Make a Cheap Transformer Driver

About: I love to tinker with electronics like transformers and arduino and I have built many things such as a cheap transformer driver, a mini blast furnace, a robotic segway and a arduino monitored soil moisture d...

For this instructable (which is my first one, by the way) I will show you how to make a low cost transformer driver using an arduino and a few other components. Please keep in mind that I am only 10 years old, so if I don't explain something thoroughly enough, just let me know down in the comments and I will explain it with as much detail as possible. Also keep is mind I AM NOT responsible for any harm caused whatsoever. DO THIS AT YOUR OWN RISK!

Step 1: What You Need

  • arduino with a programming cable
  • 1x 1K ohm resistor
  • 1x BC337 transistor
  • 1x Diode(make sure that it can handle the voltage and amperage of your power supply)
  • 1x Breadboard (you can also use a proto board)
  • connecting wires
  • Power supply for transformer(for me a 9v battery worked the best.If you are using a battery, make sure you have a connector for it)
  • Patience for finding the right frequency
  • Computer with the arduino IDE installed on it (to upload the code)
  • Transformer that you want to run

Step 2: The Circuit

The whole purpose of this circuit is to transform the dc current into a pulsating dc current, which the transformer can use. The reason why it can't use normal dc current is because it has no frequency so it can't generate the magnetic flux the transformer needs to run. We are using the transistor to increase the voltage the arduino can handle so that it doesn't burn it out. The diode is to prevent back current when the transformer is turned off. The blue wires connect to the primary coil of the transformer that you are running.DO NOT PLUG IN THE TRANSFORMER YET!! Once you have built the circuit above(without plugging in the transformer), you can move onto the next step.

Step 3: The Code

Now it is time to upload the code to your arduino. Upload the code below.

#define control_pin 10
void setup()

{

}

void loop()

{

tone(control_pin, 1);

}

Step 4: Testing the Driver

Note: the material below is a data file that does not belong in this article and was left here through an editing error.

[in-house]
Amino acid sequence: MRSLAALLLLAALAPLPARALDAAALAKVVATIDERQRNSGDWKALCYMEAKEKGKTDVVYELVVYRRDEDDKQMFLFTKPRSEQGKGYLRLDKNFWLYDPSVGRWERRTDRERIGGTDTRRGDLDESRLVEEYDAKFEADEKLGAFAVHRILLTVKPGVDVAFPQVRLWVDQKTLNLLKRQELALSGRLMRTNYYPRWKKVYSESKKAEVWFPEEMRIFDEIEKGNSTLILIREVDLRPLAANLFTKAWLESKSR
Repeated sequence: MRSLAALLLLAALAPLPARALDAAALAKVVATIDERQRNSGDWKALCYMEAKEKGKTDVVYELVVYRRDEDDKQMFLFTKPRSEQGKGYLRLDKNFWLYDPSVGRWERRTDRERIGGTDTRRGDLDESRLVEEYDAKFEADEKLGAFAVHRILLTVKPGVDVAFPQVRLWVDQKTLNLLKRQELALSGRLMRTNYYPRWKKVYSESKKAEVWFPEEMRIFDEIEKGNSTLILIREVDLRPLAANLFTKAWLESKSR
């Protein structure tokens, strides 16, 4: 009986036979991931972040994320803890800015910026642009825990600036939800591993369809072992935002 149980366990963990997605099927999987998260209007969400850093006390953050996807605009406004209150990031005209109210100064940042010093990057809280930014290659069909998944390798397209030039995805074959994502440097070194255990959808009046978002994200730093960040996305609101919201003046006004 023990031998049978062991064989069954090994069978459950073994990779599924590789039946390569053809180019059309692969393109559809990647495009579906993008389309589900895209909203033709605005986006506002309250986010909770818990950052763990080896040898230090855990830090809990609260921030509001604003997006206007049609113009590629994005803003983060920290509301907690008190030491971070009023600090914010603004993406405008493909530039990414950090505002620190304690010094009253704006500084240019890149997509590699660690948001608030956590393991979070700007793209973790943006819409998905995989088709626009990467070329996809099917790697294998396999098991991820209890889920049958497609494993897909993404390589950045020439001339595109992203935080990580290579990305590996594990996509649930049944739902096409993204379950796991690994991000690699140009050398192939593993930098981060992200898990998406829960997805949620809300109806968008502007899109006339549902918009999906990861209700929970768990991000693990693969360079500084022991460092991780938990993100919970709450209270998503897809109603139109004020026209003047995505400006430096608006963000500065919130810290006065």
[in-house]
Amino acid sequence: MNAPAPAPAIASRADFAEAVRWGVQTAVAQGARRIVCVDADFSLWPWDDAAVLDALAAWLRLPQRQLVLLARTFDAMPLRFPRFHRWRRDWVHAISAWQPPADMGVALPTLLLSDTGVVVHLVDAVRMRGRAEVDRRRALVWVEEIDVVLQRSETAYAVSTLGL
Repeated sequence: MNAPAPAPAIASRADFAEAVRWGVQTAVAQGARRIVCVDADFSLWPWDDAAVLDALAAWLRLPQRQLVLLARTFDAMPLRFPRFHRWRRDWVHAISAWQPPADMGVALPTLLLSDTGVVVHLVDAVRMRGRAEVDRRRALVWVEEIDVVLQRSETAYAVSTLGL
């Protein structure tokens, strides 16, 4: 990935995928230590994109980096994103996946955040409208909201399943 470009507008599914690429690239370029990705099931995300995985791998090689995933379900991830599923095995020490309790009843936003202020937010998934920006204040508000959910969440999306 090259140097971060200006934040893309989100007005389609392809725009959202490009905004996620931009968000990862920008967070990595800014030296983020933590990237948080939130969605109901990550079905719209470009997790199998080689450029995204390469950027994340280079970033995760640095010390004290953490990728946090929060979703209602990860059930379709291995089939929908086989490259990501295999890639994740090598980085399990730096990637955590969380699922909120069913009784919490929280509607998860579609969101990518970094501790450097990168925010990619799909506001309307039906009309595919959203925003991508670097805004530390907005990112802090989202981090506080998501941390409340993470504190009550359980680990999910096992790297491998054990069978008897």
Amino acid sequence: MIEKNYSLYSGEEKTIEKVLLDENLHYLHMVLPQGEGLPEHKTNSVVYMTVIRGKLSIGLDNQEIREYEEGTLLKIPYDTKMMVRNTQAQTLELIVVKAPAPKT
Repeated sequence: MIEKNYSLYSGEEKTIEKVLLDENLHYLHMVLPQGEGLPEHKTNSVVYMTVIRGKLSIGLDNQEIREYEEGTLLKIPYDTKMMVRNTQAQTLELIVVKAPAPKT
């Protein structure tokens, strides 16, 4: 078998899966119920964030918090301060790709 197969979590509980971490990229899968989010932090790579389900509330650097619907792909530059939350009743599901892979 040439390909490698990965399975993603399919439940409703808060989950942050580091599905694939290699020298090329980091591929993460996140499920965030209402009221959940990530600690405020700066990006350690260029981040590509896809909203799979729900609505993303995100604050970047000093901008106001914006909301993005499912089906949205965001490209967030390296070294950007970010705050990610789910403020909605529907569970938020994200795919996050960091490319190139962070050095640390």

Now it is time to plug in your transformer. Make sure the arduino is not plugged into the power supply yet or you can get ELECTROCUTED!!! Remember, the primary coil of the transformer connects to the blue wires. In case you where wondering I did put the circuit diagram picture on this step for reference. One the transformer is connected correctly, you can plug in the power supply to the arduino. you should here a quiet buzz or whine from the transformer, this is completely normal, if you don't here a buzz or whine that probably means that there is something wrong, refer to the trouble shooting page near the end of this instructable.

Step 5: Fine Tuning

The value that says 1 in the tone function can be changed to adjust the frequency that the transformer receives.

This is where your patience is needed! this can take a long time to get right!

Generally the smaller the transformer, the greater the frequency has to be. My transformer is from a 6 volt power supply for an old landline phone and the frequency only had to be 1 hertz. I also tried a smaller transformer and it needed about 6 kHz, which is a pretty big difference.

When you are fine tuning, remember to not have the power supply connected to the arduino, only the programming cable if you have both plugged in, your arduino will probably DIE. Once you have found the right frequency unplug the programming cable and plug in the power supply.

Step 6: Troubleshooting

If the transformer is not running at all here are a few things you can do:

  • make sure all of the connections are correct.
  • try flipping the transistor around so the emitter is now connected to the diode, the base is still connected to the resistor, and the collector is connected to the negative rail.
  • You may also have to swap around the diode so the cathode is where the anode is and vise-versa.
  • try replacing the transistor and/or the diode.
  • make sure the power supplies are supplying the right amount of voltage.
  • make sure your arduino isn't fried(don't worry, this project won't fry your arduino)
  • if all else fails replace your transformer

Step 7: Please Support!

Please favorite and comment on this instructable! Have fun and probably don't kill yourself!!

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    2 Discussions

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    DIY Hacks and How Tos

    3 months ago

    Interesting. Using a tone signal is a lot simpler than building a whole separate oscillator circuit.

    1 reply

    I used the tone function because it is simpler to use then to make a oscillator circuit. With those oscillator circuits, it is usually trickier to adjust the frequency, and it uses more components.